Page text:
Latest figures on the household charge show that Co Donegal is the biggest rebel county with 73% of homeowners not having registered for the controversial household charge.
Government efforts to track down homeowners refusing to pay the household levy moved a step further this week with new rules agreed on the sharing of personal data details with collectors.
The Local Government Management Agency (LGMA) — the body collecting the charge for the department — will now prepare to cross-check details of those who paid and did not pay with the Revenue Commissioners, the Department of Social Protection, and electricity suppliers as well as the Private Residential Tenancies Board.
Latest figures show that in Co Donegal, just 17,408 registered to pay the charge out of an estimated 65,331 estimated as liable to pay.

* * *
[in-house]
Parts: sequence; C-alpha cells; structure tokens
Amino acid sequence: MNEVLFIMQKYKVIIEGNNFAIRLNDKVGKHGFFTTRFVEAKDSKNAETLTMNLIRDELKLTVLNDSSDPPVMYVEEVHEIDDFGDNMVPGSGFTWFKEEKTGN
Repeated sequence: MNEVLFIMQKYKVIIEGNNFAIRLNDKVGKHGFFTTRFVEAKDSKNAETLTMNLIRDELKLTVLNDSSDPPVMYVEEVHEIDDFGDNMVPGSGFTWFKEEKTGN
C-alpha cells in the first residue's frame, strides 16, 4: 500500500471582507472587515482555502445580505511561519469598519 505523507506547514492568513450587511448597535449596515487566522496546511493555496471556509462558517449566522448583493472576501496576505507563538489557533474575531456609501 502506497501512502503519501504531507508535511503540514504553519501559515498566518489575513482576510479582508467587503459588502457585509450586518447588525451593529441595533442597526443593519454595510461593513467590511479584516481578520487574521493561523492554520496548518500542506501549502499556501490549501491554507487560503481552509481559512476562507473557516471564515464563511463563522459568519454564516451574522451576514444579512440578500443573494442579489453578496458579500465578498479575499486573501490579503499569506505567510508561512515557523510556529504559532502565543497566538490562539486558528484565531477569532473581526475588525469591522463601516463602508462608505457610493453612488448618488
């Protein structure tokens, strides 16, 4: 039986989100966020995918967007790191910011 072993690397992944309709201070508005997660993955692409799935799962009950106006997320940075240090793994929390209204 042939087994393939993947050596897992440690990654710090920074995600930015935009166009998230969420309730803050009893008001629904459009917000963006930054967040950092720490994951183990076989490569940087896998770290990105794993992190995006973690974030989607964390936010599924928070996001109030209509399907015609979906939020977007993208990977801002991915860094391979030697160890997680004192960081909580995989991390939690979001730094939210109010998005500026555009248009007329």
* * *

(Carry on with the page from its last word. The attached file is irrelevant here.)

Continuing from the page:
It also shows that as of Tuesday, 63% of householders in Galway had not paid the charge, while in Co Cork this figure stood at 61%.
In Cork City, 58% have not paid up. In Roscommon, the non-compliance figure was particularly high at 66%.
The most obedient local authorities appear to be in the Dublin area, with 66% of homeowners in Dún Laoghaire-Rathdown paying up and a further 52% in Dublin City.
In Fingal, 50% of householders have paid the charge. In Co Kerry, 61% of people have decided not to fork out the required €100 while in Limerick county the figure is roughly similar.
In Limerick City, 58% of people haven’t paid up.
In total across the country, 685,442 have paid the charge out of the estimated 1.6m liable.
Environment Minister Phil Hogan has warned that local authorities will lose out on funds if there is a shortfall in the collection.
Anyone who doesn’t pay the €100 charge before the end of September will have to fork out an additional €10.
Those who don’t pay until between October and the end of March next year will have to pay an extra €20 charge.
Householders who don’t pay until after Apr 1 will have to pay €130.